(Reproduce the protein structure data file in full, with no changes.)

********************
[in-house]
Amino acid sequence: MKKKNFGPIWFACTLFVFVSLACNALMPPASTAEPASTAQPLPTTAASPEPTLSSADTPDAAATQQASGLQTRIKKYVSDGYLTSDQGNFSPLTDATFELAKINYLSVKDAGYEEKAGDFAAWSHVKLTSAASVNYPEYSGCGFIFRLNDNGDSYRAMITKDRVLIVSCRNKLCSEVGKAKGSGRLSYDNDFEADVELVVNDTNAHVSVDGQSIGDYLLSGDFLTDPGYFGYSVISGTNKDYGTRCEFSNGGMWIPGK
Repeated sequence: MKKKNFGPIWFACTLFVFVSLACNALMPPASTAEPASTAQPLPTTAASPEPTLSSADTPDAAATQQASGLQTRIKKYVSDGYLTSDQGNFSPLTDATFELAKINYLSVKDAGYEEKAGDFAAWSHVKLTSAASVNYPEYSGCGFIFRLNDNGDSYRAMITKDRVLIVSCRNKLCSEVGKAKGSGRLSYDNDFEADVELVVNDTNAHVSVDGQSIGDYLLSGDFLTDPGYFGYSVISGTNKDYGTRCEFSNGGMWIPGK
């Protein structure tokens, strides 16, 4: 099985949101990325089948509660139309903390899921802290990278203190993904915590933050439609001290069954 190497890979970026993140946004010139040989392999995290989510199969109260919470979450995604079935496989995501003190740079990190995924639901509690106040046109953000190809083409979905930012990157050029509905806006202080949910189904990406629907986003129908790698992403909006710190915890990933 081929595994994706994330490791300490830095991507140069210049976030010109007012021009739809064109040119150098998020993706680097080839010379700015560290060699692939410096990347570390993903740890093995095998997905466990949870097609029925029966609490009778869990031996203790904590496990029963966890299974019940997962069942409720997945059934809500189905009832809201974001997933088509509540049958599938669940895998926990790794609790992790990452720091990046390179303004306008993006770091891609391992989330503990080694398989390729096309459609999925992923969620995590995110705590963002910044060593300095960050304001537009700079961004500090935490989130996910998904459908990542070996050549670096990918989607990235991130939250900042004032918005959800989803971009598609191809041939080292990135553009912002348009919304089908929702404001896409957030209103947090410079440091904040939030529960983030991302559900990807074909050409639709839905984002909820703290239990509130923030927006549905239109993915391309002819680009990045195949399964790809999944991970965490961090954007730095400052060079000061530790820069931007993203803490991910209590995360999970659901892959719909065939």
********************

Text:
[in-house]
Amino acid sequence: MKKKNFGPIWFACTLFVFVSLACNALMPPASTAEPASTAQPLPTTAASPEPTLSSADTPDAAATQQASGLQTRIKKYVSDGYLTSDQGNFSPLTDATFELAKINYLSVKDAGYEEKAGDFAAWSHVKLTSAASVNYPEYSGCGFIFRLNDNGDSYRAMITKDRVLIVSCRNKLCSEVGKAKGSGRLSYDNDFEADVELVVNDTNAHVSVDGQSIGDYLLSGDFLTDPGYFGYSVISGTNKDYGTRCEFSNGGMWIPGK
Repeated sequence: MKKKNFGPIWFACTLFVFVSLACNALMPPASTAEPASTAQPLPTTAASPEPTLSSADTPDAAATQQASGLQTRIKKYVSDGYLTSDQGNFSPLTDATFELAKINYLSVKDAGYEEKAGDFAAWSHVKLTSAASVNYPEYSGCGFIFRLNDNGDSYRAMITKDRVLIVSCRNKLCSEVGKAKGSGRLSYDNDFEADVELVVNDTNAHVSVDGQSIGDYLLSGDFLTDPGYFGYSVISGTNKDYGTRCEFSNGGMWIPGK
């Protein structure tokens, strides 16, 4: 099985949101990325089948509660139309903390899921802290990278203190993904915590933050439609001290069954 190497890979970026993140946004010139040989392999995290989510199969109260919470979450995604079935496989995501003190740079990190995924639901509690106040046109953000190809083409979905930012990157050029509905806006202080949910189904990406629907986003129908790698992403909006710190915890990933 081929595994994706994330490791300490830095991507140069210049976030010109007012021009739809064109040119150098998020993706680097080839010379700015560290060699692939410096990347570390993903740890093995095998997905466990949870097609029925029966609490009778869990031996203790904590496990029963966890299974019940997962069942409720997945059934809500189905009832809201974001997933088509509540049958599938669940895998926990790794609790992790990452720091990046390179303004306008993006770091891609391992989330503990080694398989390729096309459609999925992923969620995590995110705590963002910044060593300095960050304001537009700079961004500090935490989130996910998904459908990542070996050549670096990918989607990235991130939250900042004032918005959800989803971009598609191809041939080292990135553009912002348009919304089908929702404001896409957030209103947090410079440091904040939030529960983030991302559900990807074909050409639709839905984002909820703290239990509130923030927006549905239109993915391309002819680009990045195949399964790809999944991970965490961090954007730095400052060079000061530790820069931007993203803490991910209590995360999970659901892959719909065939």